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Equifax Faces Grilling Over Botched Credit Scores

Tens of thousands of incorrect credit scores were issued earlier this year after technology screwup at Equifax.
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Normally it's consumers who live in dread of the mysterious calculations and decisions made by credit rating agencies. 

Missed and late payments can combine to determine whether your car loan or mortgage application goes through and how much  interest you'll have to pay, based on the decisions made by the powerful and mysterious companies. 

But for a change, it's now one of the agencies that's facing gnawing uncertainty in the wake of their own technology screwup.

Equifax  (EFX)  is facing growing fallout from a 'coding issue' this spring that caused tens of thousands of incorrect credit reports to be issued.

The company, one of three major credit reporting agencies in the U.S., is facing a class action lawsuit and calls from a prominent congressperson for greater scrutiny.

In May, the company began telling lenders that about 12% of its credit reports issued in late March and early April could have been miscalculated due to a technology change to its legacy online model platform. 

"We know that businesses and consumers depend on our data and Equifax takes this technology coding issue very seriously," the company said in a press release last week.  The errors occurred during a three-week period between March 17 and April 6.

Close to 300,000 consumers had a credit score shift of 25 points or more as a result, according to the statement. A shift in credit scores doesn't automatically mean a negative credit decision, the company said in its statement.

Class-Action Lawsuit Filed

Last week, a woman in Florida sued Equifax claiming she was denied a car loan because of a 130-point mistake on her credit report

The class action lawsuit was filed in federal court in Atlanta, Equifax's hometown, on behalf of the woman and others affected by the problem.

“In the modern economy, millions of Americans rely on credit to make the most important purchases of their lives, from homes to cars to appliances and everything in between,” John Morgan and John Yanchunis, the attorneys representing the woman, said in a statement, the Associated Press reported.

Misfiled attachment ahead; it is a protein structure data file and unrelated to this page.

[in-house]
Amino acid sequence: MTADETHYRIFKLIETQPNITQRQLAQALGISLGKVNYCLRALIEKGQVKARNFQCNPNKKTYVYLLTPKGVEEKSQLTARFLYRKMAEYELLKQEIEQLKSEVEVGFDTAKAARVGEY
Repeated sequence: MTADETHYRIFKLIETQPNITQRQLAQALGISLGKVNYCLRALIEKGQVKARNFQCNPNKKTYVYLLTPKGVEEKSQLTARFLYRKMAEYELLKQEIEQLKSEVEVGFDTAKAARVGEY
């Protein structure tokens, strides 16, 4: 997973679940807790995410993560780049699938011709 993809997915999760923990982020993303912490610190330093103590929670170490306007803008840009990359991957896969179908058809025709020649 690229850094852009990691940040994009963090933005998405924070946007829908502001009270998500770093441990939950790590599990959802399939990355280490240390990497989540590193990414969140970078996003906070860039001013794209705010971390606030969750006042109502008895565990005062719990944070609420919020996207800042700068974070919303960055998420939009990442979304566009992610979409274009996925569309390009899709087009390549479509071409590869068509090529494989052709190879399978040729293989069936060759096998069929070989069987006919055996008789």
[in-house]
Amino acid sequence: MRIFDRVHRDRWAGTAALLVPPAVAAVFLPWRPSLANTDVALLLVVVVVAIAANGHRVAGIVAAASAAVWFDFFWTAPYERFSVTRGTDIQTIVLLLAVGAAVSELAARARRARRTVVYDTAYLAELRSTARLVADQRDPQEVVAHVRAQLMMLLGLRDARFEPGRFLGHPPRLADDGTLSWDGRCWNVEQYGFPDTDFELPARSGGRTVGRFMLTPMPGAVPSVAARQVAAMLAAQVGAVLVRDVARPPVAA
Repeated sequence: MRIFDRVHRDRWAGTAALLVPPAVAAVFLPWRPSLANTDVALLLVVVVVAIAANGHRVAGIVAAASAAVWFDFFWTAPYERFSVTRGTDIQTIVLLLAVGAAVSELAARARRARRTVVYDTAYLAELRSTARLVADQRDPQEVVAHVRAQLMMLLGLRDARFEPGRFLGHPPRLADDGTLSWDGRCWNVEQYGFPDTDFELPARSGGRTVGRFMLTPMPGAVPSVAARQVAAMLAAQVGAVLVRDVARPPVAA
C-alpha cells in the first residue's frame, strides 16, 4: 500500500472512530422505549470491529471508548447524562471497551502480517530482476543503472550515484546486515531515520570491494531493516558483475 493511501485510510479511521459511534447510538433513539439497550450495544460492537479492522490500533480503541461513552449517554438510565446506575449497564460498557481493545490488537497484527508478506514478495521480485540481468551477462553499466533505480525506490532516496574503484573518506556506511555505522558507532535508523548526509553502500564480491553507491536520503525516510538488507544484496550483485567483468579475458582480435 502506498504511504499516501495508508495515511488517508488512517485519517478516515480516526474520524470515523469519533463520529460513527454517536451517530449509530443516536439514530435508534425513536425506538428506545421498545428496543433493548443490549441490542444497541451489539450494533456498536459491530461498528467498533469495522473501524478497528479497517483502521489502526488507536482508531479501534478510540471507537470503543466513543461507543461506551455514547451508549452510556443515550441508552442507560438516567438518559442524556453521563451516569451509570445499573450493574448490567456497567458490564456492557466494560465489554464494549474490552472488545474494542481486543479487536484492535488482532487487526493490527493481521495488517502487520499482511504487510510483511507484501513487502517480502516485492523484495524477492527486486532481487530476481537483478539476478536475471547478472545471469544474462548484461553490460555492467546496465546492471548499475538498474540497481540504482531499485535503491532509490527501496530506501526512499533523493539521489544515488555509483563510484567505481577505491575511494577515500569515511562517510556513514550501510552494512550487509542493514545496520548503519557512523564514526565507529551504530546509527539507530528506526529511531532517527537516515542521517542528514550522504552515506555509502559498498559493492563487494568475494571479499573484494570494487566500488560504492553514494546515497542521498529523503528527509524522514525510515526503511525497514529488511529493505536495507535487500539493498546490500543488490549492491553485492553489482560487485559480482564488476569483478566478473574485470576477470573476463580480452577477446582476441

“We believe that many of the people impacted – some of whom may still be unaware of what happened – suffered severe financial consequences.”

Investigation Urged by Member of Congress

Now, Equifax is facing an additional problem, as Congresswoman Maxine Waters (D-CA), has called for further investigation. 

Waters, who chairs the House Financial Services Committee, didn't mince words in her letter to the Consumer Financial Protection Board.

"I urge you to use the full extent of your authority to hold Equifax and its leadership accountable," the letter said, according to the Wall Street Journal. Waters also called for "more robust enforcement action" against the company.

Equifax did not immediately return a request for comment. 

CEO Mark Begor told the Journal that the company has the coding issue under control. "We can confirm that this issue, which was related to a legacy technology platform, was fixed months ago and we have further strengthened our processes and data controls since that time," Begor said. "We are working closely with our customers on this issue and stand behind our customers and impacted consumers.”

Begor said at a Cowen technology event in June that a mistake by its technology team led to a "coding issue" that caused the errors.

Rep. Waters also sent a letter to Equifax asking them how many financial institutions received tainted scores, how many consumers were affected, and how the error occurred.

Equifax is one of three nationwide consumer report providers, along with TransUnion  (TRU)  and Experian  (EXPGY) , recognized by the Consumer Financial Protection Board.

The company ended the second quarter with 144 million current records, a 27% increase year over year, representing 110 million individuals.

Over 50% of the Equifax's records are contributed by individual employers with the rest being contributed through partnerships with payroll companies.